If you can add information from your family stories or research, please leave a comment and share details and/or online links with our extended family.

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Thomas Mustain’s Daughter: Anna Mustain 1750

Family, please see 2 recent posts from Ben Buckner below this article. Contents of the article have not yet been fully compared and updated to agree with several details contributed by Ben.

I’ve found some information about Anna Mustain and her descendents. If anyone has more details, please click on the comment icon in this post and share with us.

Anna Mustain was born about 1750 in Pittsylvania Co. VA, and this source estimates her death in about 1800 in KY. Carolyn Mckenzie’s (tree-format) research agrees with 1750, but lists no year of death.

Anna was listed In Thomas Mustain’s 1791 will, so we know she was living at that time.

To son Avery Mustain and daughters Anna Buckner, Milly Keesee, Tabetha Bruce, Winney Lewis, and Saludy Shelton one equal part of the money from the sale of the land;

There’s some confusion in online records about Anna’s marriage. The rootsweb/ancestry.com link that I used above to show her birth year lists her marriage to William Buckner II, not William Buckner.

Both Delores Mustaine’s research (page 6) and Carolyn Mckenzie’s “tree format” research* agree that she married William Buckner on Sep 9, 1782 in Pittsylvania Co., VA. Delores and Carolyn also list a marriage (same date) to Jeremiah Bucknor. Delores has crossed this out and added a hand-written note, based on information from Kent Buckner, provided Feb13,1996.

From Kent’s input we know that Anna and William Buckner’s son, James. married Lavina West on Nov 4, 1805 in Green Go. KY. If you click on link # 19 below, Carolyn gives the marriage date as Nov 5, 1804.

From a reader of this blog, we know that Anna’s daughter, Mary Buckner, married Henry Spencer Sullivan.  They first lived in Knoxville, TN area and had a son Henry II, who was married twice. Henry II later moved to Southern IN, Bloomington area. His first wife had two children, Nancy and Dennis Sullivan.

If we look at Carolyn McKenzie’s list-format research, we see two marriages, but the years are 1768 to William Buckner and 1782 to Jeremiah Bucknor. I have to doubt the marriage to Jeremiah Bucknor, because Anna’s last two children are named Buckner and born in 1782 and 1785. It would seem that Anna was married only once, in 1768.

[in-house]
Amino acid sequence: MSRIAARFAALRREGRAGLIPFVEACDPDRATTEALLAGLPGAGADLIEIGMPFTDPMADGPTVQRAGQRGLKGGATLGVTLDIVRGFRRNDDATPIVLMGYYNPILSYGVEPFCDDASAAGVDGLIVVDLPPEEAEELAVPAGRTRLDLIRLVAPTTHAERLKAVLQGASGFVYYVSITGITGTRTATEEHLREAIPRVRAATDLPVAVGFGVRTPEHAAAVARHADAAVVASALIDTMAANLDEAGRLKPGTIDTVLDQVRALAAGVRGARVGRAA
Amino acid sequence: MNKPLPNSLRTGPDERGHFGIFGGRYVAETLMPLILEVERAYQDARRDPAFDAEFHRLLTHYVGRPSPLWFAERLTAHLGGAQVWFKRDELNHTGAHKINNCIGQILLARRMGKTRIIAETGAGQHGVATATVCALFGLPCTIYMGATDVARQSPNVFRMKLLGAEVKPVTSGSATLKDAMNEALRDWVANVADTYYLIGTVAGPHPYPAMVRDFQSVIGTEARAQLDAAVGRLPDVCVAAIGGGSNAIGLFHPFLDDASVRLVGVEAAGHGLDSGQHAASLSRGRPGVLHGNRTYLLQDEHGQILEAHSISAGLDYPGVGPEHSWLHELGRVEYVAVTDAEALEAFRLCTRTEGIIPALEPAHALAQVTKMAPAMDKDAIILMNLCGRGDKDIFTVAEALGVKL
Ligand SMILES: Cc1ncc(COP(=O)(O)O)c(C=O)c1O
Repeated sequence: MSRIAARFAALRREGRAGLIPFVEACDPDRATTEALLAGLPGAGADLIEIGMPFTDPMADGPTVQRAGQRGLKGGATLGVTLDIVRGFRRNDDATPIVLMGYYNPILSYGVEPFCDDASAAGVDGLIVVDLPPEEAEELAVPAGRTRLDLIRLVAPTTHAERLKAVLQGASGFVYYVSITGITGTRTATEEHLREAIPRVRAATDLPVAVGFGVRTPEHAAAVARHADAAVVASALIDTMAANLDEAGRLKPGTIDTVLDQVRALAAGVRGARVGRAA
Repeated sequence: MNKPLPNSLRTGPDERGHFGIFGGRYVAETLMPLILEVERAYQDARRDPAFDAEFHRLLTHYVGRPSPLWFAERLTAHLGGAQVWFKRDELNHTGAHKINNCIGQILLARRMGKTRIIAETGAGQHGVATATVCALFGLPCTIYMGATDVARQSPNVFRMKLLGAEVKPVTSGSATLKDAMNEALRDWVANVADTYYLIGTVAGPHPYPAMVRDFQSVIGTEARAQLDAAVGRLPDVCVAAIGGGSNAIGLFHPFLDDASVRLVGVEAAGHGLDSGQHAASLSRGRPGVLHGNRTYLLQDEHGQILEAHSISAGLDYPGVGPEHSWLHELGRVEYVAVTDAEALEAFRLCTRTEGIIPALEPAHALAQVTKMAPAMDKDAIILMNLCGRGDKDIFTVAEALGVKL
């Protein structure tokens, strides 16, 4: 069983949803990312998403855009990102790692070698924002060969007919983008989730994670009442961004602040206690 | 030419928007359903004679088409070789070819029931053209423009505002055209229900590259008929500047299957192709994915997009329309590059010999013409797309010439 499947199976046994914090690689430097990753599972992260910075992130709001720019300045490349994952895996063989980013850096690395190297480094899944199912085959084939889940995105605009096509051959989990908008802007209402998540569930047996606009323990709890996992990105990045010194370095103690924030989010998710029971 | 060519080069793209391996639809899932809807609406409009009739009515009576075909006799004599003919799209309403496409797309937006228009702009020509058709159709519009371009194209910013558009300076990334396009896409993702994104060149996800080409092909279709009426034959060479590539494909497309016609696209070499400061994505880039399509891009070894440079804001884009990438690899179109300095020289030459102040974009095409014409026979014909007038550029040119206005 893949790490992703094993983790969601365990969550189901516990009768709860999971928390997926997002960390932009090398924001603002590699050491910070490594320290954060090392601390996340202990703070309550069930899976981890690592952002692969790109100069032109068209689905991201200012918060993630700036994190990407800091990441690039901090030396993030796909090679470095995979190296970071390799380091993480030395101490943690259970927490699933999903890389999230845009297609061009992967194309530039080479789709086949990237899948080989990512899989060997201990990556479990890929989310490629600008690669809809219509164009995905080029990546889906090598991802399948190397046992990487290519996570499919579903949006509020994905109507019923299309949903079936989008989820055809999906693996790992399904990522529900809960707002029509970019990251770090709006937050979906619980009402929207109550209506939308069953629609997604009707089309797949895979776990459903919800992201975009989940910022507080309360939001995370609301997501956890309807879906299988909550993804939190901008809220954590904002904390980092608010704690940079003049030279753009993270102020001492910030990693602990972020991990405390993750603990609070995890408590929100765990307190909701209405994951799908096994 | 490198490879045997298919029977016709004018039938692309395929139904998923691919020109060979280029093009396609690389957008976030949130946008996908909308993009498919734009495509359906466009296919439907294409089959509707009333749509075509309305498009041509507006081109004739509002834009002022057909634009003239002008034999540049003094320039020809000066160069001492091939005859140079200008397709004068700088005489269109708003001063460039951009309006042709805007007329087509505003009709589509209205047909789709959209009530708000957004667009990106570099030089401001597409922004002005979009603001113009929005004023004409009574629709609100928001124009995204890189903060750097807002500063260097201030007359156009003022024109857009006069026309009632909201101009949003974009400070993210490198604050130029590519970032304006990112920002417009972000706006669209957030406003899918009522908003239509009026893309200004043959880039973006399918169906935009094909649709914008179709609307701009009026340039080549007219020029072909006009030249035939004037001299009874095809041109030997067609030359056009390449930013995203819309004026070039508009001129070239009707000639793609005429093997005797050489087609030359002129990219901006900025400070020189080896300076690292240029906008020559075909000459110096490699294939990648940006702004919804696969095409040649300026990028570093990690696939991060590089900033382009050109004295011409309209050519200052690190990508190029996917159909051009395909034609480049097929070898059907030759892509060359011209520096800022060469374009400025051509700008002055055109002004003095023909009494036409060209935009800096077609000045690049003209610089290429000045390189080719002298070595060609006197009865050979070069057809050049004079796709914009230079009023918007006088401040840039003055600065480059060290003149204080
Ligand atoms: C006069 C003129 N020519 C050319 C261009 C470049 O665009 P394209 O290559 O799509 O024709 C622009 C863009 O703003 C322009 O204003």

ANNA2 MUSTAIN (THOMAS1) was born Abt. 1750 in Pittsylvania Co., VA, and died 186-1820 in KY. She married (1) WILLIAM BUCKNER Abt. 1768 in Pittsylvania Co., VA. She married (2) JEREMIAH BUCKNOR September 09, 1782 in Pittsylvania Co., VA.
     
Children of ANNA MUSTAIN and WILLIAM BUCKNER are (click the number links to the left of a child to see more on his/her descendents. Where there are no links, this research did not find more details):

15.

i.

PRESLEY3 BUCKNER, b. June 06, 1769, Washington Co., NC; d. January 07, 1838, Martinsville, Morgan Co., IN.

ii.

MATILDA BUCKNER, b. 1770, VA; m. LITTLEBERRY COX, 1790-1795, VA.

iii.

MARY BUCKNER, b. 1773, VA; m. HENRY SPENCER SULLIVAN, Abt. 1783.
16.

iv.

HALEY BUCKNER, b. 1773, Washington Co., VA; d. April 15, 1819, Simpsonville, Jefferson Co., KY.

v.

WILLIAM BUCKNER, JR, b. 1774, VA.

vi.

GEORGE BUCKNER, b. 1775.

vii.

DANIEL BUCKNER, b. 1776.

viii.

JOHN BUCKNER, b. 1778.
17.

ix.

SUSANNA BUCKNER, b. 1780, VA.
18.

x.

KEZIAH BUCKNER, b. 1782.
19.

xi.

JAMES M. BUCKNER, b. 1785, VA; d. Bef. 1850, IN.


More about Anna’s Husband, William Buckner

Carolyn McKenzie shows William Buckner’s birth as: 1745, VA, and his death as Apr 1822, Green, KY.  There is a Revolutionary War record for William Buckner, Pittsylvania Co., VA, BUT it was filed on Oct 20, 1829…seven years after Carolyn shows William’s death.

The William Buckner, who was a resident in Pittsylvania Co. VA at the time this pension application for Revolutionary War Service was filed, was born in 1760 (he was age 69 on Jul 4,1829, according to the application). We see above that Anna and William’s son, William Jr., was born in 1774.  Could the war veteran be a cousin from the local area?

* When you use the “tree” view of Carolyn Mckenzie’s research, click inside the tree box after it loads the information (you’ll see a bar inside the top of the box as all the information is added), then type F to see an alphabetical list of names. Other directions are on the page, but the need to click inside the box before typing F to get the full, alphabet-order list is not clear.